# Errors: Why We Care

Unlike many other forms of construction, any error in a computer program is potentially fatal. There is no system which can prevent this.

To forestall so-called computer scientists saying that their restricted language(s) can prevent this problem, remember Go"del's theorem, and shut up. Any language which cannot contain nonsense cannot be a complete language.

If any portion of the construction of a program has a probability p of being correct, the cumulative probablity of a correct program is Pparts = P{pi}.
The probability of errors by interference is Pinterf = PSum {pinterference(i,j)}.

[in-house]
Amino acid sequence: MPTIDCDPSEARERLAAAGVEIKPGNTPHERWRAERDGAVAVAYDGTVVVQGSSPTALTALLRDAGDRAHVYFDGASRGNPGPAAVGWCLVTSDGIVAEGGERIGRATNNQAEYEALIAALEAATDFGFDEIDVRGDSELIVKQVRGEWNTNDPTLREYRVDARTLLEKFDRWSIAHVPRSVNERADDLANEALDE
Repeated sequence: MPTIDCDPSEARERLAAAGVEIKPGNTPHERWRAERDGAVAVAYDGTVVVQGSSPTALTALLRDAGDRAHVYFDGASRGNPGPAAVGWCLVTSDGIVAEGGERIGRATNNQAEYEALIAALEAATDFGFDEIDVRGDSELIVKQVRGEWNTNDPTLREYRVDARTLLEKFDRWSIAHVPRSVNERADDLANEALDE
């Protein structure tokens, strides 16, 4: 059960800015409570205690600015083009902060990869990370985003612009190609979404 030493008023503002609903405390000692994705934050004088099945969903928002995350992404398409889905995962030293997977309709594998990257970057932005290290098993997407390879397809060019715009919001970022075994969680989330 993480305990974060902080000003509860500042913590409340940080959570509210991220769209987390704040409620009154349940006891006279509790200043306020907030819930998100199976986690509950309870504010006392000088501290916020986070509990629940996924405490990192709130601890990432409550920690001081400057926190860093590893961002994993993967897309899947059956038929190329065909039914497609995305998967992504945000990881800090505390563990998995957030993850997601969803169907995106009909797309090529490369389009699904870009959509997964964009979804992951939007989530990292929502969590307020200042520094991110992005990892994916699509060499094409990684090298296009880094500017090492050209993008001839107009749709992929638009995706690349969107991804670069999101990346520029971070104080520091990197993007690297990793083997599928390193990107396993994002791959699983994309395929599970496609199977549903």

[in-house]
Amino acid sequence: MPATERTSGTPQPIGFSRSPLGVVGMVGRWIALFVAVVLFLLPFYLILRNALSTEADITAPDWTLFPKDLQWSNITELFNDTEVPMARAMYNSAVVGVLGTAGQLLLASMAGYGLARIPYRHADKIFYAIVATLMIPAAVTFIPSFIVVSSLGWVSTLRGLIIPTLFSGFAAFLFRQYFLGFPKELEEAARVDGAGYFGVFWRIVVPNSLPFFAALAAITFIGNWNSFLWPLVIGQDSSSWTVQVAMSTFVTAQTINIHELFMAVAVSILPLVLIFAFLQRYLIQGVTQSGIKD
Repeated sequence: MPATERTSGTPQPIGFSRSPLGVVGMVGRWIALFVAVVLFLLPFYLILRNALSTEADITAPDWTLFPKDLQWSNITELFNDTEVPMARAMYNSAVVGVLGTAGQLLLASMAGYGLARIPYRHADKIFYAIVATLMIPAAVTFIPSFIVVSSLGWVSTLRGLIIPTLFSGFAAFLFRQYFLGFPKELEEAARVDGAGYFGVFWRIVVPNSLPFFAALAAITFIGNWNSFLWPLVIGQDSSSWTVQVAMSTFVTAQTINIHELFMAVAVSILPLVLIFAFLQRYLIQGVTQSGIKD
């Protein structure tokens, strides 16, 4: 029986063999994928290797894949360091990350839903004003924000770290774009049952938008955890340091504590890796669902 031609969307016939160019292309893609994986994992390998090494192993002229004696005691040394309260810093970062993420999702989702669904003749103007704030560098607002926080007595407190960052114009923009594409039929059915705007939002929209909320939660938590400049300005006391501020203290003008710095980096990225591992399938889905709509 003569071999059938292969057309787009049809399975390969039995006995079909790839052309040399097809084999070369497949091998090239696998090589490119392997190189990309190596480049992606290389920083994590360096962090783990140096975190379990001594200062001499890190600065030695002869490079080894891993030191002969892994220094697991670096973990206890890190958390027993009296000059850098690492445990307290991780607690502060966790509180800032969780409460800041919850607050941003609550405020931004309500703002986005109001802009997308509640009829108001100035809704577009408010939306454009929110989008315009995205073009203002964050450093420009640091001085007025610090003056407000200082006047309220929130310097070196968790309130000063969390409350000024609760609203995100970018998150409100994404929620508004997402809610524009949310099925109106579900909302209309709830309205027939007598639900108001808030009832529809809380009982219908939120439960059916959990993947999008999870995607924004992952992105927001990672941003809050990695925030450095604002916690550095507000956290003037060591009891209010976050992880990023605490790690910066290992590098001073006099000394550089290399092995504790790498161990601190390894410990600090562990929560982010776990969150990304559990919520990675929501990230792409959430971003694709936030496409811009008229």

The total probability of errors is at least 1 - ((1 - Pparts) * (1 - Pinterf)).
The probability of an erroneous program is close to 1.

The only effective way to approach correctness is to
1. Minimize the probability of any part of the program being faulty.
2. Maximize the probability that all parts work together.
3. Minimize the probability that no part interferes with another part.
4. Maximize the probability that the system executes the specified behavior.
5. Maximize the probability of detecting and correcting errors.